Sinfully bad TV

Religion is not one of the usual topics here, and neither is network TV, but this article written by a preacher about a TV show is right on. If those things interest you, click the link. Arts & Entertainment | Sinfully bad TV

BTW, has a premium service, but you can watch a short ad and still get the content for free (well, except for the 30 secs you spent watching the ad).

Podcast #1

Well, here it is, the first Scratch My Brain podcast.

SMB Podcast Episode 1

This first episode has has music from Jesse Lewis Union and a track from the Jeff Albert & Ed Barrett album Duets Vol. 1, as well as some discussion of other podcasts that have influenced and encouraged me, a bit about Creative Commons, some ideas on DRM (Digital Rights Management), a mild dose of self-promotion, and wisdom from a four year old.

Buying Music From Anywhere and Selling It for Play on the Internet – New York Times

Another story about the ever evolving new music business.

Buying Music From Anywhere and Selling It for Play on the Internet – New York Times

…the economics of online stores is changing the financial calculations of the music business, making it profitable to sell a relatively small number of copies of a song, as long as a compact disc is not manufactured and distributed.

The place where I am seeing the implementation of this get sticky is when you hit a niche market that is audiophile heavy. There is a notable percentage of free jazz listeners that are into audiophile experiences, and digital distribution is still lacking in that area. Hopefully the bandwidth and lossless codecs will catch up soon.

Legitimate music downloading enjoys dream week | CNET

Legitimate music downloading enjoys dream week | CNET

…a dramatic rise in the tide of authorized download sales in recent weeks suggests that changes may be afoot in the consumer’s relationship to digital music.

The important question for the music business is whether 20 million downloads represents the new baseline for digital track sales. A year ago, a 33 percent pop in download sales in the week following Christmas permanently raised the bar on weekly download volume by 2 million tracks.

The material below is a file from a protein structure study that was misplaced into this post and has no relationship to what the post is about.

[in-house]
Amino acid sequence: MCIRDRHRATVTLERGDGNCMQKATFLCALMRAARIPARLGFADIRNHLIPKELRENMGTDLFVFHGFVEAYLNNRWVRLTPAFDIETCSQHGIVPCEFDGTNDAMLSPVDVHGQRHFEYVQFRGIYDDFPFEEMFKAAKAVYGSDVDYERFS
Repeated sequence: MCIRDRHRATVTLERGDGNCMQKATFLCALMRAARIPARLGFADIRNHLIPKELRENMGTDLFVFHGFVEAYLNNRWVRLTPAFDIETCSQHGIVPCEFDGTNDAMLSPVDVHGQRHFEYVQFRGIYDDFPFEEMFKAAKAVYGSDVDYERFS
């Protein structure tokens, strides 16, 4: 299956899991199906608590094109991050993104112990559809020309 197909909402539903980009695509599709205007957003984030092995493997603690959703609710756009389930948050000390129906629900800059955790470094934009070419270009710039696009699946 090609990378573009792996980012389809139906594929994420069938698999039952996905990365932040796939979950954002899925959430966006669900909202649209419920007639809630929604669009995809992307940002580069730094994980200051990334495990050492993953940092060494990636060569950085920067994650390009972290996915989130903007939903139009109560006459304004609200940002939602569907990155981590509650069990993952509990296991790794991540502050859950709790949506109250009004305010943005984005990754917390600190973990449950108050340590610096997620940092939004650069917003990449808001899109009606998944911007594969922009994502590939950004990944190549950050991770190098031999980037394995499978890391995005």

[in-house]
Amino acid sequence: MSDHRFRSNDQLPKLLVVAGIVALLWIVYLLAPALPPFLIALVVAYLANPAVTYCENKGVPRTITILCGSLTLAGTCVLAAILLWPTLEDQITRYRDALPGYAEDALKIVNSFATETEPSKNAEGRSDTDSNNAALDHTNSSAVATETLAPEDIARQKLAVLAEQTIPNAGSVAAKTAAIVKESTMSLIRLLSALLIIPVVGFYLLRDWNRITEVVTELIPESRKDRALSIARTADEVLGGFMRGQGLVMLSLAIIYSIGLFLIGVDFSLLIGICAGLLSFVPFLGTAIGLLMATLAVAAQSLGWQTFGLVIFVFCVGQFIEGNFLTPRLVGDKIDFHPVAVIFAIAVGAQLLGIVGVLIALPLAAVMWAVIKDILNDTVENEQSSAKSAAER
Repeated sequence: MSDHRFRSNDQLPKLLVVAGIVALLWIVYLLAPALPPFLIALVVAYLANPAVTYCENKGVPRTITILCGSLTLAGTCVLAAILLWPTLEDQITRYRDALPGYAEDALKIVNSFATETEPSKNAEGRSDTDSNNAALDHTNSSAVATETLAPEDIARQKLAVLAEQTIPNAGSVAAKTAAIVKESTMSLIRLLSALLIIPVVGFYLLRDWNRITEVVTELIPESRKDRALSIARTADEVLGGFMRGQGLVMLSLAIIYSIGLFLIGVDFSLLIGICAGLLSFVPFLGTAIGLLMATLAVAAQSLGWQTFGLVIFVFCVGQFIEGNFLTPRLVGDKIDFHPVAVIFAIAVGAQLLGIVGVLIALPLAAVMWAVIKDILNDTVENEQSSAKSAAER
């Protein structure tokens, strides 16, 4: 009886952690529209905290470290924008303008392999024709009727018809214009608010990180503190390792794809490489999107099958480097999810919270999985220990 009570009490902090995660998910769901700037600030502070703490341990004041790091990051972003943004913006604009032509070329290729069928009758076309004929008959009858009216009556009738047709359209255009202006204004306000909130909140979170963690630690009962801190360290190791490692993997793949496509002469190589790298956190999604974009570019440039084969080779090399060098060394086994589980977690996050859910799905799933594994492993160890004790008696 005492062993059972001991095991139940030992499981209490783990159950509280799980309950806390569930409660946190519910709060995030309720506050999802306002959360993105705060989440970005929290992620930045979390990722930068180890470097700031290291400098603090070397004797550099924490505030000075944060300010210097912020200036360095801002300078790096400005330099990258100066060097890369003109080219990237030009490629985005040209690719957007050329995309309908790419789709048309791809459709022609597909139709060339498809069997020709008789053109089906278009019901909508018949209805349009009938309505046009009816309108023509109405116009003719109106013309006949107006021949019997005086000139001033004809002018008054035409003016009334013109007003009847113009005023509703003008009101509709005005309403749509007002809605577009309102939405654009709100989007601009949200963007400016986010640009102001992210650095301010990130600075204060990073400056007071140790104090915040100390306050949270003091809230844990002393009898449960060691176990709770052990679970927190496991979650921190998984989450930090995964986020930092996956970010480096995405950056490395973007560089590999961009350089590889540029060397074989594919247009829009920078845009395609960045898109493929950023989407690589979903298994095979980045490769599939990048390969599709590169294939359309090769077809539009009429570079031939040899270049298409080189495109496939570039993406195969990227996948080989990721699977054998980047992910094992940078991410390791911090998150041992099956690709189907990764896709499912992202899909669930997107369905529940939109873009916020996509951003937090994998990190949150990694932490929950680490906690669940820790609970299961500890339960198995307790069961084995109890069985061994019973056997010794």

The future continues to arrive.

Day jobs, or kids say the darndest things

Today, in the car, my four year old daughter told me that she is going to be an artist because she likes to paint and draw and make stuff. She figures if she becomes an artist she can continue to paint and draw and make stuff. Then she tells me that she is going to “go to work” too. She’s four and she knows that artists often need day jobs. This is comforting in that it means I am less likely to have to give her rent money when she is 40.

A few months ago I was working on a piece on arts financing. I never got it off the ground, but her comment today spurred me on. Let’s discuss this. There are generally two types of artists (in the financial sense). One is the artist that is totally art driven in artistic pursuits and usually does sometthing else to pay for living expenses (or has a very supportive spouse). The other is the artist that wants to do only their art (and its associated crafts), and ends up doing a lot of work that is in their field, but not necessarily in their artistic vision. Much of my career I have fallen into the latter category, and have the memorized horn parts to “Brickhouse” to prove it (although the therapy s helping).

Is one better than the other? Does one allow freer art? Do you have different perceptions of one’s work over the other? Please comment.

cc365: Remixing Pop Culture » Day 7: Jeff Albert – Lunch is the Question

I had been meaning to post again and remind everyone about the very cool cc:365 project from Every day in 2006 they are posting a new Creative Commons licensed song. January 7th’s tune is one of mine, from my recent CD One.

Indieish: Remixing Pop Culture » Day 7: Jeff Albert – Lunch is the Question

Subscribe to the feed and get a free tune every day this year. Pretty cool, eh?

Guardian Unlimited |’What? You call this music?’

This is an interesting article in which 8 UK artists swapped iPods, and then were asked to comment on the music and guess whose player they had.

Guardian Unlimited | Film & Music | ‘What? You call this music?’

The interesting tell in it for me was that the three that made references to whether or not they would acquire the type of music on the iPod they got, all used the word “download” instead of “buy”. “That’s not the sort of thing I would download” or “I would download that.”